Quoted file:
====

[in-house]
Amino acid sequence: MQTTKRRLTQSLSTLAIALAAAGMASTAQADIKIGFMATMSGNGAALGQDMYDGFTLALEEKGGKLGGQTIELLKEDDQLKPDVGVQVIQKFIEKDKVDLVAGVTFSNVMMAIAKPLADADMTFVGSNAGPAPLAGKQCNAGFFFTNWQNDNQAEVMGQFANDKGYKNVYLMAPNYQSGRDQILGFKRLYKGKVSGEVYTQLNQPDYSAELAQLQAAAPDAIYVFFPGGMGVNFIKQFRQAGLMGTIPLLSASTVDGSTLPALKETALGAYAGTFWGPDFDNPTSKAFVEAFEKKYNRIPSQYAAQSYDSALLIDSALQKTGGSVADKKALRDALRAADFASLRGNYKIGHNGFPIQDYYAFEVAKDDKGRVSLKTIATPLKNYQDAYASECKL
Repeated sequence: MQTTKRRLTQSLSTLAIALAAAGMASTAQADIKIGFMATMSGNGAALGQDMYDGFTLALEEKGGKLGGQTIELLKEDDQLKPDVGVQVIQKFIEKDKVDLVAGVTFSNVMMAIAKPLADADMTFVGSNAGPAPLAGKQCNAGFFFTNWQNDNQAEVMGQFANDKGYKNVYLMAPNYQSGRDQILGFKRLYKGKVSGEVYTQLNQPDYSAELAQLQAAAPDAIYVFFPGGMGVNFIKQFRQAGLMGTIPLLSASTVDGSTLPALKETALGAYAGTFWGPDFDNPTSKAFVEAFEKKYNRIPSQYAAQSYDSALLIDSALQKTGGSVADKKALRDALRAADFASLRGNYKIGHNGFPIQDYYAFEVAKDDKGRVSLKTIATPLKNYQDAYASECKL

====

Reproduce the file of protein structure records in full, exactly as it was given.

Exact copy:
[in-house]
Amino acid sequence: MQTTKRRLTQSLSTLAIALAAAGMASTAQADIKIGFMATMSGNGAALGQDMYDGFTLALEEKGGKLGGQTIELLKEDDQLKPDVGVQVIQKFIEKDKVDLVAGVTFSNVMMAIAKPLADADMTFVGSNAGPAPLAGKQCNAGFFFTNWQNDNQAEVMGQFANDKGYKNVYLMAPNYQSGRDQILGFKRLYKGKVSGEVYTQLNQPDYSAELAQLQAAAPDAIYVFFPGGMGVNFIKQFRQAGLMGTIPLLSASTVDGSTLPALKETALGAYAGTFWGPDFDNPTSKAFVEAFEKKYNRIPSQYAAQSYDSALLIDSALQKTGGSVADKKALRDALRAADFASLRGNYKIGHNGFPIQDYYAFEVAKDDKGRVSLKTIATPLKNYQDAYASECKL
Repeated sequence: MQTTKRRLTQSLSTLAIALAAAGMASTAQADIKIGFMATMSGNGAALGQDMYDGFTLALEEKGGKLGGQTIELLKEDDQLKPDVGVQVIQKFIEKDKVDLVAGVTFSNVMMAIAKPLADADMTFVGSNAGPAPLAGKQCNAGFFFTNWQNDNQAEVMGQFANDKGYKNVYLMAPNYQSGRDQILGFKRLYKGKVSGEVYTQLNQPDYSAELAQLQAAAPDAIYVFFPGGMGVNFIKQFRQAGLMGTIPLLSASTVDGSTLPALKETALGAYAGTFWGPDFDNPTSKAFVEAFEKKYNRIPSQYAAQSYDSALLIDSALQKTGGSVADKKALRDALRAADFASLRGNYKIGHNGFPIQDYYAFEVAKDDKGRVSLKTIATPLKNYQDAYASECKL